Top 10 FA Cup Final Thrillers

Will Saturday's showpiece rival some of its predecessors for excitement?
With Premier League champions Chelsea taking on relegated Portsmouth at Wembley on Saturday, the climax of the world's oldest knock-out competition has all the elements of mis-match - and potential for upset - that have given the FA Cup its unique appeal since it began in 1872. Neutrals will be hoping for a compelling contest - and there have certainly been finals in the past that have had us on the edge of our seats. UK recalls the ten most thrilling...

(replay at Old Trafford aet; first match at Wembley ended 2-2 aet)

Leeds fans of a certain age still can't believe their club finished trophyless in 1970 - and in particular that they didn't win the FA Cup after outplaying Chelsea at Wembley in the first match. Don Revie's Leeds were England's best - though not best-loved - team of the late 1960s and early '70s. They'd won the League the previous season and were on course to retain their title and add both the European Cup and FA Cup in 1969-70, until nerves again got the better of them. By late March they'd played 52 games in all competitions and lost only three of them. But over the next five weeks they played ten more and won only once, finishing the season empty-handed. And their greatest despair was in the FA Cup.

Both teams were attempting to win the trophy for the first time, but despite the shocking state of the Wembley pitch - the legacy of an equestrian event - Leeds dominated with some outstanding football, winger Eddie Gray tormenting Chelsea right-back David Webb with his trickery. Yet although they fell behind twice, to goals from Jack Charlton and Mick Jones, the Blues clawed their way back into the game, through Peter Houseman and, four minutes from time, Ian Hutchinson, whose header forced extra-time and the first replay since 1912.

Delayed for 18 days so Leeds could play, and lose, a European Cup semi-final against Celtic, the re-match at Old Trafford was a pulsating affair that featured high skill and bruising aggression in equal measure. Ten minutes before half-time, Jones beat Peter Bonetti to give Leeds the advantage yet again, but a Charlie Cooke chip was met by Peter Osgood's spectacular diving header with 12 minutes to go, forcing another bout of extra-time. With 16 minutes left, Hutchinson wound himself up for a trademark long throw that Charlton could only touch on for Webb to bundle into the net with his head. Wembley's fall-guy thus became Old Trafford's hero, and Chelsea had won the Cup for the first time.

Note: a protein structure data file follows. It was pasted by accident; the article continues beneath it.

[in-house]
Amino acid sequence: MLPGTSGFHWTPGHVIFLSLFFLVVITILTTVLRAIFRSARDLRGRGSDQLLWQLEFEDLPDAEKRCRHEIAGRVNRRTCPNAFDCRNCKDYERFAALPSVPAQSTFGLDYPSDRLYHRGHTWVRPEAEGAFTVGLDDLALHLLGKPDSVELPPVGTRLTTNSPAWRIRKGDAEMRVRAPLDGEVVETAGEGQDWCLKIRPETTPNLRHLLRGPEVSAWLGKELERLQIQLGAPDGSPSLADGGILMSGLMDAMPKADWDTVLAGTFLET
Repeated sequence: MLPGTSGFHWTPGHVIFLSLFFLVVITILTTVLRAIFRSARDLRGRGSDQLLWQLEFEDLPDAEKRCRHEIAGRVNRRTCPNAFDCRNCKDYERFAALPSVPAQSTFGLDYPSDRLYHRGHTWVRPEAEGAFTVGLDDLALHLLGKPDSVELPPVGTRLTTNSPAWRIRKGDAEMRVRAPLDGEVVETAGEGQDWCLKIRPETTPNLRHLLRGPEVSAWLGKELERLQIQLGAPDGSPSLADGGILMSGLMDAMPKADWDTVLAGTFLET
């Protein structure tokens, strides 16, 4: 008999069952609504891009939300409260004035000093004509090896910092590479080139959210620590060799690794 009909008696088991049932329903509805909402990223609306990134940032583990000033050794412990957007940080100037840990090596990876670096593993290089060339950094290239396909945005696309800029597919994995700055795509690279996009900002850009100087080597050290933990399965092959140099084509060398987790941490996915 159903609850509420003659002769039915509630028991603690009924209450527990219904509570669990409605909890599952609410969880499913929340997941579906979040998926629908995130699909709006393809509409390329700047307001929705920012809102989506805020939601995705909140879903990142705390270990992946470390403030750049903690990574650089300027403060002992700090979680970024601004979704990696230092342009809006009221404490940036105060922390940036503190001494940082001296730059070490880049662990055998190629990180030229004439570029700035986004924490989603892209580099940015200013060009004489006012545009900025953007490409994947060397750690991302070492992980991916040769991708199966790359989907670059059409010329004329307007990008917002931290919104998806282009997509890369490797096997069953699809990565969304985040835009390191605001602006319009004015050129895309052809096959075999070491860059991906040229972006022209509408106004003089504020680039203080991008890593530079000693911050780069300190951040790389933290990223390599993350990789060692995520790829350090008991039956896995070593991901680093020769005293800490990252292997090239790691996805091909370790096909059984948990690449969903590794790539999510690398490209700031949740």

The incomparable Bobby Moore was presented with a trophy from Wembley's Royal Box in three consecutive summers, and if this first visit was less celebrated nationally than the one two years later with England, it was greeted with delight in London's East End as West Ham won the FA Cup for the first time in their history after a thrilling final.

Second Division Preston, relegated in 1961, had just missed out on promotion back to the top-flight, and despite the surprise inclusion of Howard Kendall - at 17 years 345 days the youngest FA Cup finalist up to that point - they matched the Hammers for skill and scored first after 10 minutes. Alex Dawson's shot was only parried and veteran Doug Holden, in his third final, forced the loose ball in. But the lead lasted no more than a minute, 18-year-old Johnny Sissons going on a fine run and beating Alan Kelly to become the youngest ever FA Cup final scorer.

Undaunted, and with Kendall prominent in midfield, Preston were controlling the game and restored their lead five minutes from the break, Dawson beating Ken Brown in the air to head home from a corner. Hammers' boss Ron Greenwood re-jigged his tactics at half-time, and it began to pay off. A Geoff Hurst effort rebounded off the underside of the Wembley bar (sound familiar?), hit Kelly and rolled slowly over the line with 38 minutes to go. The teams were tiring and the game was stretched as it entered injury time. There were 92 minutes on the clock as Hurst found Peter Brabrook on the right, and the winger's floated cross to the far post was headed back into the opposite corner of the net by Ronnie Boyce for a dramatic last-gasp winner.